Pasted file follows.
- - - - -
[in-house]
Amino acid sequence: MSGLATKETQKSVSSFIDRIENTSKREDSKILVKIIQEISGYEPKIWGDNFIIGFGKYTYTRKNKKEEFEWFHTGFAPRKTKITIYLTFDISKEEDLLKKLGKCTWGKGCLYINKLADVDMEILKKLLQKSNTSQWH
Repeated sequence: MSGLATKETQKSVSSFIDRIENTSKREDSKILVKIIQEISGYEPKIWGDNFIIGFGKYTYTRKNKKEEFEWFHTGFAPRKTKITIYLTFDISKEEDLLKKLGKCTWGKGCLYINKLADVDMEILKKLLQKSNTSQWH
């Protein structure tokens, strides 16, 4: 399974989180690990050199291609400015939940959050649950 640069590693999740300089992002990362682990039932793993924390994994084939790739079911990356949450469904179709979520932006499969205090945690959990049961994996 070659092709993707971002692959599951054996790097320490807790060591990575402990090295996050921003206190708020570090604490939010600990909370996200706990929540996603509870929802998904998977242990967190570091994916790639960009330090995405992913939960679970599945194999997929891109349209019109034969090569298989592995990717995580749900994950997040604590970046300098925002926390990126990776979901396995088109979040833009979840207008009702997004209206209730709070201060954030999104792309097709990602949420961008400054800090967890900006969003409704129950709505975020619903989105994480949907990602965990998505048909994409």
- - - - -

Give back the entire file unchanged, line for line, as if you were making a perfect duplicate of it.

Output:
[in-house]
Amino acid sequence: MSGLATKETQKSVSSFIDRIENTSKREDSKILVKIIQEISGYEPKIWGDNFIIGFGKYTYTRKNKKEEFEWFHTGFAPRKTKITIYLTFDISKEEDLLKKLGKCTWGKGCLYINKLADVDMEILKKLLQKSNTSQWH
Repeated sequence: MSGLATKETQKSVSSFIDRIENTSKREDSKILVKIIQEISGYEPKIWGDNFIIGFGKYTYTRKNKKEEFEWFHTGFAPRKTKITIYLTFDISKEEDLLKKLGKCTWGKGCLYINKLADVDMEILKKLLQKSNTSQWH
């Protein structure tokens, strides 16, 4: 399974989180690990050199291609400015939940959050649950 640069590693999740300089992002990362682990039932793993924390994994084939790739079911990356949450469904179709979520932006499969205090945690959990049961994996 070659092709993707971002692959599951054996790097320490807790060591990575402990090295996050921003206190708020570090604490939010600990909370996200706990929540996603509870929802998904998977242990967190570091994916790639960009330090995405992913939960679970599945194999997929891109349209019109034969090569298989592995990717995580749900994950997040604590970046300098925002926390990126990776979901396995088109979040833009979840207008009702997004209206209730709070201060954030999104792309097709990602949420961008400054800090967890900006969003409704129950709505975020619903989105994480949907990602965990998505048909994409």